- Accounting Standards
- Listing Rules
- Official Codes and Guidelines
The Company Law of the Peoples Republic of China (2005)
The Company Law was first enacted in 1993 and subsequently amended in 1999 and 2004. It underwent a major amendment in October 2005, which came into effect on January 1, 2006.
Securities Law of the People's Republic of China (2005)
The Securities Law was passed on 1998 and revised in 2004. Like the Company Law, it underwent a major revision in October 2005, which came into effect January 1, 2006.
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2. Accounting Standards
Circular on Issuing the No.7 Questions and Responses of Information Disclosure Standards of Public Companies: Compilation and Disclosure of the Comparative Financial Accounting Information during the Transition Period between the New and Old Accounting Standards
On February 15, 2007, the China Securities Regulatory Commission issued this circular, in the form of a FAQ (frequently asked questions), to deal with questions from companies on the disclosure of comparative financial accounting information during the transition period between the new and old accounting standards for both listed companies and companies going for an initial public offering. The regulator also provides a short case study at the end of the circular for further clarification on transitioning from the old to the new.
China's New Accounting Standards: A comparison with current PRC GAAP and IFRS
In August 2006, Deloitte, an ACGA member, released a report on China's New Accounting Standards, which were announced on February 2006. The report compares Accounting Standards for Business Enterprises (ASBEs), consisting of a new Basic Standard and 38 specific ASBEs, with current Generally Accepted Accounting Practice in Chinese Mainland (PRC GAAP) and the International Financial Reporting Standards (IFRS).
According to the report, "the ASBEs do not simply expand the disclosure requirements. They make fundamental changes to current Generally Accepted Accounting Practice in Chinese Mainland ("PRC GAAP"). Accordingly, they may have a significant impact on the result and/or net asset of enterprises and on the presentation of financial statements".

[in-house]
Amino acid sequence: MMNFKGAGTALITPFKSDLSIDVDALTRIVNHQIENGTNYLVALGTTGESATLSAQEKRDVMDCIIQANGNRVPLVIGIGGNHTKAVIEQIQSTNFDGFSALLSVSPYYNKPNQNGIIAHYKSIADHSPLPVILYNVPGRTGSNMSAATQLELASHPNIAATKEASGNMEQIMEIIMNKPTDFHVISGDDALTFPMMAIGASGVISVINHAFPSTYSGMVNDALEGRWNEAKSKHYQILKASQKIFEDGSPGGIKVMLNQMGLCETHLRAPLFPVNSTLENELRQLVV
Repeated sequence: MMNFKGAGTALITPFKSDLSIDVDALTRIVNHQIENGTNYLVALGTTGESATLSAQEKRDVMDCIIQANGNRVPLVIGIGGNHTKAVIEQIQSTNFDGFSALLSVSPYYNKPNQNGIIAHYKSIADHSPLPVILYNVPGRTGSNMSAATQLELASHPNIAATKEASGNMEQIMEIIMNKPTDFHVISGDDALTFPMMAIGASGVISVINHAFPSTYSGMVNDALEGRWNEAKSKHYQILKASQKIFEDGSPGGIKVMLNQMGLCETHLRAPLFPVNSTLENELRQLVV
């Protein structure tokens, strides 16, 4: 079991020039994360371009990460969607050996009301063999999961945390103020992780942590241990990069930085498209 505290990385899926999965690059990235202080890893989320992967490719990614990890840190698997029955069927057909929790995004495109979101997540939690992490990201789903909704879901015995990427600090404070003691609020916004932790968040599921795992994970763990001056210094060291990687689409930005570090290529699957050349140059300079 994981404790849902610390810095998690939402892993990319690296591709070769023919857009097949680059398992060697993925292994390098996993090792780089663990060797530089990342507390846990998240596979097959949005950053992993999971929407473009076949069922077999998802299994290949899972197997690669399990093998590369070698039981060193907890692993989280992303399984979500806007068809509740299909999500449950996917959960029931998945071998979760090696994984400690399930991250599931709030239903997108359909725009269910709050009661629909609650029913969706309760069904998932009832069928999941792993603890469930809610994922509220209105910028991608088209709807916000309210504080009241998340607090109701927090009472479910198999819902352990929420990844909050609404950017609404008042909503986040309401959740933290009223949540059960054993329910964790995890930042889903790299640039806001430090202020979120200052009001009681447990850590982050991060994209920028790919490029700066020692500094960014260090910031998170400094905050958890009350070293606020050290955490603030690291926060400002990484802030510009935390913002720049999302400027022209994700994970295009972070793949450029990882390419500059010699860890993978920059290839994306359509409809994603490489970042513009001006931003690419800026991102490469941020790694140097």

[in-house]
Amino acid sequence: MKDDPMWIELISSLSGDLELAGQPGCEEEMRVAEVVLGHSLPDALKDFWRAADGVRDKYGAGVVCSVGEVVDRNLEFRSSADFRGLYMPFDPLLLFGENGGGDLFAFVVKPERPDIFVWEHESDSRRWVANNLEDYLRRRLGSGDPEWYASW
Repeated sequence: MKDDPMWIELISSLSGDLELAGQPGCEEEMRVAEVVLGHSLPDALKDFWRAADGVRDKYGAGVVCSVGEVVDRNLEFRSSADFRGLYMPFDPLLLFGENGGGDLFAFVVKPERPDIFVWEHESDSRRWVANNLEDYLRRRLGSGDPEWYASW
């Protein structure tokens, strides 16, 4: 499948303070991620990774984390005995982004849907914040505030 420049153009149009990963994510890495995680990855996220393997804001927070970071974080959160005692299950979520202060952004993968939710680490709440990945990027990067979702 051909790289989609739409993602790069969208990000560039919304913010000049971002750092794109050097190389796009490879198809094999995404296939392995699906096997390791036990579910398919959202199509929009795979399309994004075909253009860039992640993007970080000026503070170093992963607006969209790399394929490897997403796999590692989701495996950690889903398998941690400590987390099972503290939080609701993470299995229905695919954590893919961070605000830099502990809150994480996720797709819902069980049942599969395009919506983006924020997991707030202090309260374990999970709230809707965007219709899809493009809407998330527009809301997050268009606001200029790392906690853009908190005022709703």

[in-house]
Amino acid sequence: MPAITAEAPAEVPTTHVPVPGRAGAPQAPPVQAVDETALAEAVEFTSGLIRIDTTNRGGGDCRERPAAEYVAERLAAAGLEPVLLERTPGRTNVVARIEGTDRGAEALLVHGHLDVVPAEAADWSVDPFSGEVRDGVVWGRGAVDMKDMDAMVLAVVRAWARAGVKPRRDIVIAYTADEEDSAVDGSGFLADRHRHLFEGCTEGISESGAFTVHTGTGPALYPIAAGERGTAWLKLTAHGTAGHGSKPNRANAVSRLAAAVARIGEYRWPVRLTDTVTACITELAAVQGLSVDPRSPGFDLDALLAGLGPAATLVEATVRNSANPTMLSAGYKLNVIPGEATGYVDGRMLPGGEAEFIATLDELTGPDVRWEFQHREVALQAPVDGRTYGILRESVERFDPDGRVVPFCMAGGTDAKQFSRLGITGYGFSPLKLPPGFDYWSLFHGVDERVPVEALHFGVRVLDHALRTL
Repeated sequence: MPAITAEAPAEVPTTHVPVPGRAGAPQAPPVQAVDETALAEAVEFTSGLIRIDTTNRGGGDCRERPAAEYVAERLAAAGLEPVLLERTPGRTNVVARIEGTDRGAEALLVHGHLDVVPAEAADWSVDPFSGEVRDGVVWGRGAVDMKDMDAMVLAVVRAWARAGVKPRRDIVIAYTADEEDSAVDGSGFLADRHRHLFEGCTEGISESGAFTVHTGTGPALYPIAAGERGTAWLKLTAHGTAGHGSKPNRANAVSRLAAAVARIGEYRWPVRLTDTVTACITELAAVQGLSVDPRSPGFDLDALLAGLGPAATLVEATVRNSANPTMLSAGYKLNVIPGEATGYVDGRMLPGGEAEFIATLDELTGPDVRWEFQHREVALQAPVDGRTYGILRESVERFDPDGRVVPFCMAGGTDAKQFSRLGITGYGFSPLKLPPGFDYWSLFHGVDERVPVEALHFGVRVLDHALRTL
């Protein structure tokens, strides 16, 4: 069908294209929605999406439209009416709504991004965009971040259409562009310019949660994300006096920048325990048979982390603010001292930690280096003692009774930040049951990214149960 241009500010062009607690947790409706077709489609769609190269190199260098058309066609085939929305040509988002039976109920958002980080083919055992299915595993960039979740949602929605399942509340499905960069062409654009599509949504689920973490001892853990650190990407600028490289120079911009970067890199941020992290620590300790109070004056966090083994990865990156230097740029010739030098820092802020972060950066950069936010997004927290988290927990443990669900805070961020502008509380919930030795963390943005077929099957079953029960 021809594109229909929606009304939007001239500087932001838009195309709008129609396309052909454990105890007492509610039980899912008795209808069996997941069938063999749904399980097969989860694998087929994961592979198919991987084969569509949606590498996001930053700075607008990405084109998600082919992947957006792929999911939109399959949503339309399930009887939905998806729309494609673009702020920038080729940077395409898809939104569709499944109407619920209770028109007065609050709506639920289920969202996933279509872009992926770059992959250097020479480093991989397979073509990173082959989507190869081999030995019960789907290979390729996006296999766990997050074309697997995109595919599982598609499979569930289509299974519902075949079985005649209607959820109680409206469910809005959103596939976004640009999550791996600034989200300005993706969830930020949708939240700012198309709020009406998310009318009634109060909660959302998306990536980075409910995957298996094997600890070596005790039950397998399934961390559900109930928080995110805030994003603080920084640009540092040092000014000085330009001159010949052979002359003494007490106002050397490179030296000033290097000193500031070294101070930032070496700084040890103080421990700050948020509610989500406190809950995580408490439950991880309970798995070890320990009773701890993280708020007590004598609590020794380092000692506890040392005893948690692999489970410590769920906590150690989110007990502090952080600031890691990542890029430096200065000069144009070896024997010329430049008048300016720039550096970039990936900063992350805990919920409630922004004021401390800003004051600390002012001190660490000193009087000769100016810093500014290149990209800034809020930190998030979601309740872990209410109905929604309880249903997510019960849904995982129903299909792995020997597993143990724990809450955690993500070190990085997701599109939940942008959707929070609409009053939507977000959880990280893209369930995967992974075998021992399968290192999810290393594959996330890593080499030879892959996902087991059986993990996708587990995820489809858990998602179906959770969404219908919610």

The new standards, the report states, are in line with current IFRSs, with certain modifications for "China's unique circumstances and environment", and will become mandatory for all listed Chinese companies from January 1, 2007.
China Accounting Standards Committee: www.casc.gov.cn
The China Accounting Standards Committee, under the Ministry of Finance, is the advisory body for setting Chinese accounting standards.
IAS Plus, a website run by Deloitte, provides the latest accounting standards updates for China.
New Accounting Standards (February 2006)
In mid-February, Chinese accounting standards took probably their biggest step towards convergence with global standards following the release of a system based closely on International Financial Reporting Standards (IFRS). The Ministry of Finance in Beijing released the "Chinese Accounting Standards for Business Enterprises, consisting of 39 standards, with the goal of further faclitating the development of a market economy in China, raising the quality of financial information, and boosting investor confidence. The new Chinese standards do not completely replicate IFRS, but will incorporate many of its key principles into local standards.